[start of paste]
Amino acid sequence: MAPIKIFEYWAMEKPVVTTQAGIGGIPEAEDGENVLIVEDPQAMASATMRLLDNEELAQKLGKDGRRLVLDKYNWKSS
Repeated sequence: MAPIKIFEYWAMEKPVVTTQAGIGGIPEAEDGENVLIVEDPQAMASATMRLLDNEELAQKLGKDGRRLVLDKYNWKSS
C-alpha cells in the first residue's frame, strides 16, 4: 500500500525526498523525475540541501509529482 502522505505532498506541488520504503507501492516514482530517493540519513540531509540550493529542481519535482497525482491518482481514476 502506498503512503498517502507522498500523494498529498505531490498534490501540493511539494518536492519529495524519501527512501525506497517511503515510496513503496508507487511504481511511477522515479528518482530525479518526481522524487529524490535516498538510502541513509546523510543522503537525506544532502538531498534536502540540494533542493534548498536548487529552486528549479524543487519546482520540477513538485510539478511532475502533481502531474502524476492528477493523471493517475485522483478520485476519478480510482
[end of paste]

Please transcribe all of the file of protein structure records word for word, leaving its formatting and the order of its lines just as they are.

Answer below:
Amino acid sequence: MAPIKIFEYWAMEKPVVTTQAGIGGIPEAEDGENVLIVEDPQAMASATMRLLDNEELAQKLGKDGRRLVLDKYNWKSS
Repeated sequence: MAPIKIFEYWAMEKPVVTTQAGIGGIPEAEDGENVLIVEDPQAMASATMRLLDNEELAQKLGKDGRRLVLDKYNWKSS
C-alpha cells in the first residue's frame, strides 16, 4: 500500500525526498523525475540541501509529482 502522505505532498506541488520504503507501492516514482530517493540519513540531509540550493529542481519535482497525482491518482481514476 502506498503512503498517502507522498500523494498529498505531490498534490501540493511539494518536492519529495524519501527512501525506497517511503515510496513503496508507487511504481511511477522515479528518482530525479518526481522524487529524490535516498538510502541513509546523510543522503537525506544532502538531498534536502540540494533542493534548498536548487529552486528549479524543487519546482520540477513538485510539478511532475502533481502531474502524476492528477493523471493517475485522483478520485476519478480510482